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Ahh, Kathmandu ...

Those who have been to Kathmandu will understand. For those who haven't it's hard to simply describe. Chaotic and a bit grotty at one level, beautiful and intriguing at another. Mostly very friendly even if the language is well beyond those of us from faraway shores. A "namaste" and a "dhanyabad" goes a long way.


I arrived very late on Friday night, but the process through immigration and onto the Radisson was a smooth as could be hoped. That left the last three days to meet the travel group and explore. With one exception we're all of a similar age and collectively there's a lot of travel experience all through the Himalaya and many wider parts of the world. More than half the group are either family or very long term friends of the Dillons, and the rest of us (bar possibly one) have some connection back into the AHF. There are invariably stresses and strains when a group of relative strangers are thrown together, but I suspect at this early stage they'll be few and far between.


The trip didn't officially start until yesterday, so apart from meeting a few of the folk on Saturdaymorning I looked after myself for the day. Apart from the almost obligatory wander through Thamel, I went to explore Basantapur (as Kathmandu's Durbar Square is more properly known), then onto Boudhanath, one of my favouritest places on the planet. A few photos follow, first of Basantapur, which I was pleased to see had been largely restored since the last time I was here (in 2018, not long after the 2015 earthquake).





Then at Boudhanath:




And some words of wisdom . .


Sunday (yesterday) was the first group activity, first to Pashupatinath Temple, the largest and one of the Hindu temple templesin the world. Non Hindus are not permitted inside the temple itself, but a wander around the perimeter is allowed. It's full of colour, life and death. Some may find it a bit squeamish...






Then it was back to Boudhanath - no more photos necessary.


Today's highlight was a trip to Patan, which I don't recall visiting before. That was preceeded by a visit to Swayambunath (the "Monkey Temple").


Kathmandu from Swayambunath.


At Patan, which I must go back to and explore more ...






Tomorrow the adventure really begins. Following an extract from Mike Dillon's briefing note to us earlier today ...


Our flight to Lukla is scheduled for 6.15am and we will have some amazing views along the way during the 35 minute flight.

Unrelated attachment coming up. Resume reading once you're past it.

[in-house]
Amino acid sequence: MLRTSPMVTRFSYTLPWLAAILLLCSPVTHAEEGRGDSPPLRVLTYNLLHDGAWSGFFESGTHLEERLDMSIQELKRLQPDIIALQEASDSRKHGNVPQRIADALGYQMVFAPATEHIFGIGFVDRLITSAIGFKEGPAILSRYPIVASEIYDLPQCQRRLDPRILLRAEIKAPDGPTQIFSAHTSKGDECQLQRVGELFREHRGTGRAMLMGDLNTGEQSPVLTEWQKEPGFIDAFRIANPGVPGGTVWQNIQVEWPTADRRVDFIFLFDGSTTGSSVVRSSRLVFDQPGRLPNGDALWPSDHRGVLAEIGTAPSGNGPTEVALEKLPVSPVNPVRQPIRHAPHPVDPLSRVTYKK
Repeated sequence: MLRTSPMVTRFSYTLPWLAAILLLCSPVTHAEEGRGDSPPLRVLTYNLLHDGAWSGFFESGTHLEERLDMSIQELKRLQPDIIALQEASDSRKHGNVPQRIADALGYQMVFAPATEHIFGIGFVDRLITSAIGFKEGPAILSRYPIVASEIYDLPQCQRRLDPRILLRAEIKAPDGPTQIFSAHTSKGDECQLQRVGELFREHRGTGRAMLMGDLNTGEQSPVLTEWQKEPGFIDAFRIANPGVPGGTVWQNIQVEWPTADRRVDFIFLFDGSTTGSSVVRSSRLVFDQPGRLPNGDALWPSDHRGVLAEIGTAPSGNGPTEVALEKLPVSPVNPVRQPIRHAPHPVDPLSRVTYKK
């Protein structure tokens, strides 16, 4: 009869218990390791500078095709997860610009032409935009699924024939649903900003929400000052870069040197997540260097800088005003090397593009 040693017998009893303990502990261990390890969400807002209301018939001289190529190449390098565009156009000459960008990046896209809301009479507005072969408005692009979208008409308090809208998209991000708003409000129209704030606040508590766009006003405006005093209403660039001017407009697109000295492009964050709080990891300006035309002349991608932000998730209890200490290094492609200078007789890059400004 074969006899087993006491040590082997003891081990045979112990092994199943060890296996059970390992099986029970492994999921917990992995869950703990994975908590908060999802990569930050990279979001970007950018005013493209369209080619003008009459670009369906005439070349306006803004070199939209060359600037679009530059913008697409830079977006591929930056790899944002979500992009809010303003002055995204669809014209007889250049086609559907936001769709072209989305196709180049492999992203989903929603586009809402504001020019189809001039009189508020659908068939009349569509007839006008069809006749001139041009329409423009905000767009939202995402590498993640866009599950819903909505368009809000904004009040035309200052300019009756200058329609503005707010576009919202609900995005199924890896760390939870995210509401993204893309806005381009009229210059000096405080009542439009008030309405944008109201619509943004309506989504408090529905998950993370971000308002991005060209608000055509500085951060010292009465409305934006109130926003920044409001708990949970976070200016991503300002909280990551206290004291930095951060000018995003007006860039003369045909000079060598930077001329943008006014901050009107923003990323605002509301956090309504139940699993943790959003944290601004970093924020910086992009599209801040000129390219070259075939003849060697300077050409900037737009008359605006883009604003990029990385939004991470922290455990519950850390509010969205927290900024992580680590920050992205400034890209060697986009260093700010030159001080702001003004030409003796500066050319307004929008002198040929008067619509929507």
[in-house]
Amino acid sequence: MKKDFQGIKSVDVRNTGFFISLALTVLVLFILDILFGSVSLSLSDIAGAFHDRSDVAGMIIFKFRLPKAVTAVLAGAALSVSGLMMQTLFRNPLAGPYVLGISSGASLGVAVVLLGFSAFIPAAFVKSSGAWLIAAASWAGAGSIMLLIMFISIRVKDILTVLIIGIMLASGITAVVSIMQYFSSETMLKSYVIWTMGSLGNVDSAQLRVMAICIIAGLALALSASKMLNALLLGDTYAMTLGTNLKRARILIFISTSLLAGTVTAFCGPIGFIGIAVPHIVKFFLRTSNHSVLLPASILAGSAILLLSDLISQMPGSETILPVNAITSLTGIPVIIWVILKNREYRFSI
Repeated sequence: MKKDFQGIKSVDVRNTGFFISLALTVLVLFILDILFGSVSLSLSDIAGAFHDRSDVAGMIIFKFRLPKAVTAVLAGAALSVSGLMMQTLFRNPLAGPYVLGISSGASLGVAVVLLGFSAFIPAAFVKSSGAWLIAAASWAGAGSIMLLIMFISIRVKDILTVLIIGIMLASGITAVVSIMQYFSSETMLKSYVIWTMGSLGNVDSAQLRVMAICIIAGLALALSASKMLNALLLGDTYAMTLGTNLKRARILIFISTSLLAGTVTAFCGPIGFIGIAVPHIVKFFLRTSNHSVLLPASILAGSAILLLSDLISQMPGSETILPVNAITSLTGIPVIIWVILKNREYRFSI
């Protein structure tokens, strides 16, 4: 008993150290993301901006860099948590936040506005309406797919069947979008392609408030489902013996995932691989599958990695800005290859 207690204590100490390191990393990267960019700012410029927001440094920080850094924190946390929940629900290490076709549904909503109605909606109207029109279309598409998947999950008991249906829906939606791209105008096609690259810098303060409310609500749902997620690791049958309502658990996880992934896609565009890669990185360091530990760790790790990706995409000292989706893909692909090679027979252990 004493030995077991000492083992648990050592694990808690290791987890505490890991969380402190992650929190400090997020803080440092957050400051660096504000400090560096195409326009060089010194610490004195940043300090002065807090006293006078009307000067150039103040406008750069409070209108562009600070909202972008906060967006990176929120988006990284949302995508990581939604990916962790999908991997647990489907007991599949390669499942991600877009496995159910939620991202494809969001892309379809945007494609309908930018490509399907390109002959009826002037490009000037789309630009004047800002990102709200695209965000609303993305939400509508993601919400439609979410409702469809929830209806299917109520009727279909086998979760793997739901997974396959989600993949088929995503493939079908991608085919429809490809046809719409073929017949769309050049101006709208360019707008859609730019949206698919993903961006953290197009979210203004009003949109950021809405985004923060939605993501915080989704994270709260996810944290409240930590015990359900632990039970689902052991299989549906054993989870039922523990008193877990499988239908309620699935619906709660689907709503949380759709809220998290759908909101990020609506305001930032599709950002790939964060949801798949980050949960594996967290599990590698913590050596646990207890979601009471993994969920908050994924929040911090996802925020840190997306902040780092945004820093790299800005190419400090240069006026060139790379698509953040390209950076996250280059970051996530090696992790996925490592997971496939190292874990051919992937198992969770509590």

In 1964, when Hillary had decided to build a hospital in the Sherpa village of Kunde he realised an airstrip would be handy to bring in supplies. So he paid $865 for a slightly terraced section of the then tiny village of Lukla and a huge sherpa team set about the task levelling the area out and completed the task by a lot of dancing on the 400 meter narrow strip of grass that was, in the early days, the airport. Now it is a totally different ,wider and longer modern airport, with over a quarter of a million flights during the last 50 plus years.


When we arrive we will walk to our lodge and once we have settled Robyn, I, and Russell and Deb will take you on a walking tour of Lukla, to orient you and show you where the best coffee shops are.


Lunch will be back at our lodge and in the afternoon, a very special friend of the four of us, Lakpa Tsering, will take us for a walk around the town he was born in and has done so much to develop. We will see the town water project he and other young men of the town made happen,


We will visit the Swiss hospital and we will see the Primary school that has benefited from Teacher training carried out by the Australian Himalayan Foundation. It's going to be a very special afternoon, as will the next morning, our first trekking day, when Lakpa accompanies us to the High School on our trekking trail that he (along with Russelk and Deb) helped reconstruct after the earthquake in 2015.


My next update will be from somewhere along the trail - no promises as to when, but I do have a Nepalese sim card, so all being well I'll be able to give updates relatively easily. Until then ...

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